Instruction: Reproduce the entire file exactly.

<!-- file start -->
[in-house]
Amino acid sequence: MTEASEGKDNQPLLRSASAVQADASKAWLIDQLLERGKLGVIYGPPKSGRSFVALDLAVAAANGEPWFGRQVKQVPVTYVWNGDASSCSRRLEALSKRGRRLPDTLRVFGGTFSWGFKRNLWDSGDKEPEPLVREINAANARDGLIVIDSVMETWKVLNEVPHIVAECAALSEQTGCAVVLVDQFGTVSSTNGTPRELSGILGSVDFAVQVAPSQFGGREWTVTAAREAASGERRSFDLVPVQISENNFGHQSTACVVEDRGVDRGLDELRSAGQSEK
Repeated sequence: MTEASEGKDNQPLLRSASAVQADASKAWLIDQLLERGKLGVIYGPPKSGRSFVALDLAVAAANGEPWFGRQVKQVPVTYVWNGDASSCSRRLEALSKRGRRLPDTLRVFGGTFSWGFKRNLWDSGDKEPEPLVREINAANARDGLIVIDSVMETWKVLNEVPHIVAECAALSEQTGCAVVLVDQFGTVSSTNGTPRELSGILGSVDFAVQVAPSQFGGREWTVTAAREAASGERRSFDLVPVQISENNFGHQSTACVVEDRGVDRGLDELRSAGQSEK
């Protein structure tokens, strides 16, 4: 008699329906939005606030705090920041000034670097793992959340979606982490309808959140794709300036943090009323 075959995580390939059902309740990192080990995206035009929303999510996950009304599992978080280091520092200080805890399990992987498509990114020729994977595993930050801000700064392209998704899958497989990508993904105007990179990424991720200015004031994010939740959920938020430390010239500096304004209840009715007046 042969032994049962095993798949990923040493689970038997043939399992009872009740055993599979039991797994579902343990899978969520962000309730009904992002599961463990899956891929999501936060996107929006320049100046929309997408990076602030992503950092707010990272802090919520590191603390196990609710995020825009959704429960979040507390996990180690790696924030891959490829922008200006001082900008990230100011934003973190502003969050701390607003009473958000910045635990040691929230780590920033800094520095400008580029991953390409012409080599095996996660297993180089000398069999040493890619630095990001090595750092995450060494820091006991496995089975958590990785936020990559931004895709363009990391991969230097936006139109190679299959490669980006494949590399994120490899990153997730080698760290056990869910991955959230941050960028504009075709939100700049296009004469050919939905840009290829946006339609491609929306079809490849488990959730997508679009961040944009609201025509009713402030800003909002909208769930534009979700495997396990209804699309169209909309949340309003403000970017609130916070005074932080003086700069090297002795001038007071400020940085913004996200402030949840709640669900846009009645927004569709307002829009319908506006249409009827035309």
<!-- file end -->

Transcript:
[in-house]
Amino acid sequence: MTEASEGKDNQPLLRSASAVQADASKAWLIDQLLERGKLGVIYGPPKSGRSFVALDLAVAAANGEPWFGRQVKQVPVTYVWNGDASSCSRRLEALSKRGRRLPDTLRVFGGTFSWGFKRNLWDSGDKEPEPLVREINAANARDGLIVIDSVMETWKVLNEVPHIVAECAALSEQTGCAVVLVDQFGTVSSTNGTPRELSGILGSVDFAVQVAPSQFGGREWTVTAAREAASGERRSFDLVPVQISENNFGHQSTACVVEDRGVDRGLDELRSAGQSEK
Repeated sequence: MTEASEGKDNQPLLRSASAVQADASKAWLIDQLLERGKLGVIYGPPKSGRSFVALDLAVAAANGEPWFGRQVKQVPVTYVWNGDASSCSRRLEALSKRGRRLPDTLRVFGGTFSWGFKRNLWDSGDKEPEPLVREINAANARDGLIVIDSVMETWKVLNEVPHIVAECAALSEQTGCAVVLVDQFGTVSSTNGTPRELSGILGSVDFAVQVAPSQFGGREWTVTAAREAASGERRSFDLVPVQISENNFGHQSTACVVEDRGVDRGLDELRSAGQSEK
């Protein structure tokens, strides 16, 4: 008699329906939005606030705090920041000034670097793992959340979606982490309808959140794709300036943090009323 075959995580390939059902309740990192080990995206035009929303999510996950009304599992978080280091520092200080805890399990992987498509990114020729994977595993930050801000700064392209998704899958497989990508993904105007990179990424991720200015004031994010939740959920938020430390010239500096304004209840009715007046 042969032994049962095993798949990923040493689970038997043939399992009872009740055993599979039991797994579902343990899978969520962000309730009904992002599961463990899956891929999501936060996107929006320049100046929309997408990076602030992503950092707010990272802090919520590191603390196990609710995020825009959704429960979040507390996990180690790696924030891959490829922008200006001082900008990230100011934003973190502003969050701390607003009473958000910045635990040691929230780590920033800094520095400008580029991953390409012409080599095996996660297993180089000398069999040493890619630095990001090595750092995450060494820091006991496995089975958590990785936020990559931004895709363009990391991969230097936006139109190679299959490669980006494949590399994120490899990153997730080698760290056990869910991955959230941050960028504009075709939100700049296009004469050919939905840009290829946006339609491609929306079809490849488990959730997508679009961040944009609201025509009713402030800003909002909208769930534009979700495997396990209804699309169209909309949340309003403000970017609130916070005074932080003086700069090297002795001038007071400020940085913004996200402030949840709640669900846009009645927004569709307002829009319908506006249409009827035309």